Nonetheless, Koivula believes the the impact of the case will be limited, as it only concerned the AVMSD and not the Finnish Lotteries Act.

Finland is currently in the spotlight as the country is removing its monopoly model on gambling and considering the introduction of a licensing system.

Finland is currently the centre of attention in the iGaming industry as the country is in the process of removing its monopoly model on gambling and considering the introduction of a licensing system.

As Finland considers removing its monopoly model on gambling, a government study has recommended that maintaining the status quo is not an option to improve the country’s channelisation rate.

Time up for Finland’s monopoly?

Discussions to end the monopoly model were initiated by Olli Sarekoski, CEO of state-owned gambling company Veikkaus, in August 2022.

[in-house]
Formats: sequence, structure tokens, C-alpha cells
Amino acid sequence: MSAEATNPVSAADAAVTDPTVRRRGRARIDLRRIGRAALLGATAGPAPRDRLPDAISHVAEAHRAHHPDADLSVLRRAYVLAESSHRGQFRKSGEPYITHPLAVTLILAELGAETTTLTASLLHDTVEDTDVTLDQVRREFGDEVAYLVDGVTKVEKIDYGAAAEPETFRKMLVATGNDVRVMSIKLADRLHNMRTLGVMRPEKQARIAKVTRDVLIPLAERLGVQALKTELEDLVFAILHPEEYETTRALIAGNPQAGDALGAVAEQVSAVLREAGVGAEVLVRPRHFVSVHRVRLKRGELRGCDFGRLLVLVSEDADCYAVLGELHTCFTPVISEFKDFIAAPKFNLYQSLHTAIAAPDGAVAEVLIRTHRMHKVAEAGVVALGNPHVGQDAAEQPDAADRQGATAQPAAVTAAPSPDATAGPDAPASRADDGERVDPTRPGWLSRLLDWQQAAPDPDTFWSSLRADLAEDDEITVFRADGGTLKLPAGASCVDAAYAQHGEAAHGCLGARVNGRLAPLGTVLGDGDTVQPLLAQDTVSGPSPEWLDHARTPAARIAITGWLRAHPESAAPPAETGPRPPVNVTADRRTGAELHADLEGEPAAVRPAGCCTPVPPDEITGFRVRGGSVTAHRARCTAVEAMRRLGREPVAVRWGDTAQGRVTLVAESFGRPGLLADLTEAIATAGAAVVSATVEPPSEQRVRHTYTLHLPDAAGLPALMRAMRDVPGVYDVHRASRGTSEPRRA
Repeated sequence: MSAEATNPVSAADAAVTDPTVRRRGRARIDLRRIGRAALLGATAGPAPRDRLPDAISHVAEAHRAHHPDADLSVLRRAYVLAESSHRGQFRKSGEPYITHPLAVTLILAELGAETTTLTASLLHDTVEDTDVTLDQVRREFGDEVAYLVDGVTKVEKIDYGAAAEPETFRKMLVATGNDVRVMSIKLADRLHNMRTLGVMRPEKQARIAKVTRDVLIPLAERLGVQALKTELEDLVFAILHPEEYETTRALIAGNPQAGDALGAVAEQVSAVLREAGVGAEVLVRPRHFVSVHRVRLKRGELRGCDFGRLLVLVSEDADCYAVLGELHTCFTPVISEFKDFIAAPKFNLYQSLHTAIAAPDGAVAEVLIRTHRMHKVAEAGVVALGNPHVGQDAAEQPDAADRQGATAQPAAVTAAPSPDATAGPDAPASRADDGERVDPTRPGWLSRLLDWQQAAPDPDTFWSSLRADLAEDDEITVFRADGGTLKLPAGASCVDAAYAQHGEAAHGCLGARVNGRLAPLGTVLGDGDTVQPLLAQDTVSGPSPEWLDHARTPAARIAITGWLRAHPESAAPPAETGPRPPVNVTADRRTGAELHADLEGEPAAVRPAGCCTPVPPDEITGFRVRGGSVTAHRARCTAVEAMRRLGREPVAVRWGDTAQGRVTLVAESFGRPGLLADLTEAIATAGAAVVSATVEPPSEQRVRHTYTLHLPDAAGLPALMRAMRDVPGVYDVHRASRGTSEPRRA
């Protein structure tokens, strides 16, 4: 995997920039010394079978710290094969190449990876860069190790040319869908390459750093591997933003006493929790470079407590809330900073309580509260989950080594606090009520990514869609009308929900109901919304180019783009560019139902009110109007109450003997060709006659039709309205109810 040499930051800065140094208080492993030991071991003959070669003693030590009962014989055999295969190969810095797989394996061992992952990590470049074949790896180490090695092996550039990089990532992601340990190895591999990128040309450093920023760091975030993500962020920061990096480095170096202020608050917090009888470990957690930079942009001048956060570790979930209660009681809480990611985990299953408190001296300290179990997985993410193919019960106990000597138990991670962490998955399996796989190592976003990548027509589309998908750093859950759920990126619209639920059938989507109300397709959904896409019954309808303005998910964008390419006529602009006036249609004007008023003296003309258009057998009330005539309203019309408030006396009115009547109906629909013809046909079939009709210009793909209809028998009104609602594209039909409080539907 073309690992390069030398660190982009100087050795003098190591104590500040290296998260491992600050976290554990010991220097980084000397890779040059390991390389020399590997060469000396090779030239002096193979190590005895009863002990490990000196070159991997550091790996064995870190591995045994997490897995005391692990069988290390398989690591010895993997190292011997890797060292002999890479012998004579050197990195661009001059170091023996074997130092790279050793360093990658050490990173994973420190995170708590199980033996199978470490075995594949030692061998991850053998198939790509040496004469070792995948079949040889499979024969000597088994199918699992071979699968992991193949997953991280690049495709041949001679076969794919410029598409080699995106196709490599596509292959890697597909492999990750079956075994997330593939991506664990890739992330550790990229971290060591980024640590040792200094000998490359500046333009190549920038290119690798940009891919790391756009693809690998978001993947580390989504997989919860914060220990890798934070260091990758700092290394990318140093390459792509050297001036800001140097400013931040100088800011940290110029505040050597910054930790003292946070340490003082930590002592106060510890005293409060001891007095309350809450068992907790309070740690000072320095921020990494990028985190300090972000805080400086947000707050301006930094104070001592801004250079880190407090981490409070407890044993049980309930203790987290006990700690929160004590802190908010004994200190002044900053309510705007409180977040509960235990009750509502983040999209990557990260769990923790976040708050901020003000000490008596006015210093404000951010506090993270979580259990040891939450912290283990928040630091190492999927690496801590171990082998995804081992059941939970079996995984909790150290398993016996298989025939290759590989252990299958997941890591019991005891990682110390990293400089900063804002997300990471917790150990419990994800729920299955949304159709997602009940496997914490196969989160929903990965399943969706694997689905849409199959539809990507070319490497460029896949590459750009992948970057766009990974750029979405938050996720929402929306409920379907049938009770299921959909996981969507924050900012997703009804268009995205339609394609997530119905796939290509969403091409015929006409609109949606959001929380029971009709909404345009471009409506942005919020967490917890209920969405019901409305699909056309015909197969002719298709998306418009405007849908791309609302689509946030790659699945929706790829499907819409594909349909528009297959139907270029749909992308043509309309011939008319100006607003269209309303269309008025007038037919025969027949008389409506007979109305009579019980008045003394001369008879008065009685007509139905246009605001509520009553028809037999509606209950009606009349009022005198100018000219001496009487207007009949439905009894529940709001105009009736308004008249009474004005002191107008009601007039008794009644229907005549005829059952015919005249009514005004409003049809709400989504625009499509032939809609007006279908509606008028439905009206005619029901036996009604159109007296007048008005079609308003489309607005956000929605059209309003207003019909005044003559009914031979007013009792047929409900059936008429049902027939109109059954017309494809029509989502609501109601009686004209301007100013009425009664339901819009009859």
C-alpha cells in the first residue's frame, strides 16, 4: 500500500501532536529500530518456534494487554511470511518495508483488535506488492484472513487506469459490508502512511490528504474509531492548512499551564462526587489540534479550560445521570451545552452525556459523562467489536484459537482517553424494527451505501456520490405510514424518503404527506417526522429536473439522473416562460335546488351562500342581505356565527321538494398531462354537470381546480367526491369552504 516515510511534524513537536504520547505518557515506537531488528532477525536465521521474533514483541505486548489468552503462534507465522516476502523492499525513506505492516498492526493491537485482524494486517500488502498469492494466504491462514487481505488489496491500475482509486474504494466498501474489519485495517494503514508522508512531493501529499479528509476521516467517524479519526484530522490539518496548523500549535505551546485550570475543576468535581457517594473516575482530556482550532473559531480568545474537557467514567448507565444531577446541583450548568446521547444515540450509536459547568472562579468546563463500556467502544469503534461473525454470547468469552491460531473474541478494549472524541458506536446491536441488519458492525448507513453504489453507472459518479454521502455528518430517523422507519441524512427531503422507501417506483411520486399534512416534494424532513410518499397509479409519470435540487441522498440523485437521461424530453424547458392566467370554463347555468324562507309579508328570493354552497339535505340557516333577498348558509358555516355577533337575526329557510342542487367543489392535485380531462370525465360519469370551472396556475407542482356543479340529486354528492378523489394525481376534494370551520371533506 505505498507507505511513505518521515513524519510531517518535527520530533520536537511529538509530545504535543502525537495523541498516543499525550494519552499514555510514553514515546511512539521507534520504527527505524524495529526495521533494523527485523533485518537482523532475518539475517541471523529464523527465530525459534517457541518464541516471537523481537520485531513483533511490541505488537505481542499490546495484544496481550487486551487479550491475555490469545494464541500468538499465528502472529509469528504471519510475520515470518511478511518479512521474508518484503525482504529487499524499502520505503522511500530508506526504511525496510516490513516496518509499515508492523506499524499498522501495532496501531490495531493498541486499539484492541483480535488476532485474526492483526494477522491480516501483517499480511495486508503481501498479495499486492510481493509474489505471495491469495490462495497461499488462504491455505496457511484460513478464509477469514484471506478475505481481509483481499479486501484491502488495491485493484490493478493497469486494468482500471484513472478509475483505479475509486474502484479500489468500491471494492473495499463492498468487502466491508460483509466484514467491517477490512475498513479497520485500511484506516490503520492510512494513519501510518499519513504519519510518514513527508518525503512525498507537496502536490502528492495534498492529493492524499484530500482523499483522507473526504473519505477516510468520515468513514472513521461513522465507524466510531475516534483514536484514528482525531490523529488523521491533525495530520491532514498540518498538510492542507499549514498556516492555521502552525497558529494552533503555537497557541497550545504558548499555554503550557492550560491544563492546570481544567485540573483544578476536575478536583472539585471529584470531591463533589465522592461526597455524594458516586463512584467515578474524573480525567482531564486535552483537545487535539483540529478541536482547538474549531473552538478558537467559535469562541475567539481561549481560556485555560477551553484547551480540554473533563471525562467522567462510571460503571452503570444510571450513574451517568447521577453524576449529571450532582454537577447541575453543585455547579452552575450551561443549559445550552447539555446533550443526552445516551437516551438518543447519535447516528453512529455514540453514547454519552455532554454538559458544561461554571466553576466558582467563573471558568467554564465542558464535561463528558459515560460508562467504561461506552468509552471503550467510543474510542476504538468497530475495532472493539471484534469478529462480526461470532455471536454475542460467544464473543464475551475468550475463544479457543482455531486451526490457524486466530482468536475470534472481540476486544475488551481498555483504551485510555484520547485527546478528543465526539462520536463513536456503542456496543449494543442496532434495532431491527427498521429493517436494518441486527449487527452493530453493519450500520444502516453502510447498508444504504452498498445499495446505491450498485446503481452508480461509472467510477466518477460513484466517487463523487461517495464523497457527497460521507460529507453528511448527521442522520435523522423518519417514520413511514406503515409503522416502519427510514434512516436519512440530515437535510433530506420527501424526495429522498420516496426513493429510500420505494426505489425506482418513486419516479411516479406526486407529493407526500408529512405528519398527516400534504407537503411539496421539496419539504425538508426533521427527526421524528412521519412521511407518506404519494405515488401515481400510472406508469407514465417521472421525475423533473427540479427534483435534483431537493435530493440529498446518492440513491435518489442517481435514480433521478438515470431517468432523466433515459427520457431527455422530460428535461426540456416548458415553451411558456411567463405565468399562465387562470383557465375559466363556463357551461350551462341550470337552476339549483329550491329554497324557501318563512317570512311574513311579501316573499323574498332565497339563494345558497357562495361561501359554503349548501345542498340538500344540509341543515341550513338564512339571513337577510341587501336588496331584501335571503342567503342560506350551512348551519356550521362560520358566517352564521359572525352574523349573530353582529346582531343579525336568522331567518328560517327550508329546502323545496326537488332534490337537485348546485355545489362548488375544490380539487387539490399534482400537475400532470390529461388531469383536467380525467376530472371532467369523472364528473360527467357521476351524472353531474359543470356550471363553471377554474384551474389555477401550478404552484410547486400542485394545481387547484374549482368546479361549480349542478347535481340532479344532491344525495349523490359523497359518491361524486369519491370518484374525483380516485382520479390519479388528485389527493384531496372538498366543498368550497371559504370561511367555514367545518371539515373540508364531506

In January, the Finnish government confirmed plans to officially dismantle the current gambling monopoly and launched a study on the best way forward.

The study, conducted by the Ministry of the Interior and now presented to Finnish lawmakers, outlined two potential options for regulating gambling.

The first option would involve giving regulatory authorities more power to block unlicensed providers from abroad, while the second option would establish a new licensing model for commercial operators.

The study suggested that the introduction of a licensing system would improve the channelisation of users to legal offerings.

Online operations currently make up around two-thirds of Finland’s gambling market, and its overall share of gambling revenue in the country is expected to increase further in the future.

The study emphasised that any decision to introduce a licensing system should prioritise reducing gambling harms, with mandatory identification for all players, a self-exclusion scheme, and measures to prevent unlicensed gambling from abroad.

Weak channeling ability

The study noted that the “channeling ability” of Finland’s current monopoly system is weak with regard to online gambling, and it could deteriorate further if an even larger share of gambling moves online.